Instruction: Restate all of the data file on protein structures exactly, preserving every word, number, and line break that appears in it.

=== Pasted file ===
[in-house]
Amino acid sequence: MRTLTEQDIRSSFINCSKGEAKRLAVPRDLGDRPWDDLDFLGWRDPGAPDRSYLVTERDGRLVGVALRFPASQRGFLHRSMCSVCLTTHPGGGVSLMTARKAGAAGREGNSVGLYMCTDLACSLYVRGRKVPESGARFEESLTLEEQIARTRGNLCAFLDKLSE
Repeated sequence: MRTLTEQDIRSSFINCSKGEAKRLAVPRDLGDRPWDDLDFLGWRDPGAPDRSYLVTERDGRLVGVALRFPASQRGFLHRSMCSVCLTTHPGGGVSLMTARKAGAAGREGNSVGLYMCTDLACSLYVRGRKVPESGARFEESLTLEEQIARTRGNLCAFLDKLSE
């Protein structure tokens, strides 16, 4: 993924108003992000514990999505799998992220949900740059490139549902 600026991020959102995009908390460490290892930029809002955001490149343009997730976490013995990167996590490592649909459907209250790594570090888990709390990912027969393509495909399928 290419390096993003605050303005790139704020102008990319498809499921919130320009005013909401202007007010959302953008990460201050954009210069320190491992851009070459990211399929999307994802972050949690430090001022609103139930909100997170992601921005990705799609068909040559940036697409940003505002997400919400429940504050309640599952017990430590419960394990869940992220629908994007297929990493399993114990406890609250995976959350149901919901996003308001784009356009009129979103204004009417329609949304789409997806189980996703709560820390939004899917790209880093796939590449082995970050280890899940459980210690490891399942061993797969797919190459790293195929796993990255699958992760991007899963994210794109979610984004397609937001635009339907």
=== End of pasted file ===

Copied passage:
[in-house]
Amino acid sequence: MRTLTEQDIRSSFINCSKGEAKRLAVPRDLGDRPWDDLDFLGWRDPGAPDRSYLVTERDGRLVGVALRFPASQRGFLHRSMCSVCLTTHPGGGVSLMTARKAGAAGREGNSVGLYMCTDLACSLYVRGRKVPESGARFEESLTLEEQIARTRGNLCAFLDKLSE
Repeated sequence: MRTLTEQDIRSSFINCSKGEAKRLAVPRDLGDRPWDDLDFLGWRDPGAPDRSYLVTERDGRLVGVALRFPASQRGFLHRSMCSVCLTTHPGGGVSLMTARKAGAAGREGNSVGLYMCTDLACSLYVRGRKVPESGARFEESLTLEEQIARTRGNLCAFLDKLSE
């Protein structure tokens, strides 16, 4: 993924108003992000514990999505799998992220949900740059490139549902 600026991020959102995009908390460490290892930029809002955001490149343009997730976490013995990167996590490592649909459907209250790594570090888990709390990912027969393509495909399928 290419390096993003605050303005790139704020102008990319498809499921919130320009005013909401202007007010959302953008990460201050954009210069320190491992851009070459990211399929999307994802972050949690430090001022609103139930909100997170992601921005990705799609068909040559940036697409940003505002997400919400429940504050309640599952017990430590419960394990869940992220629908994007297929990493399993114990406890609250995976959350149901919901996003308001784009356009009129979103204004009417329609949304789409997806189980996703709560820390939004899917790209880093796939590449082995970050280890899940459980210690490891399942061993797969797919190459790293195929796993990255699958992760991007899963994210794109979610984004397609937001635009339907």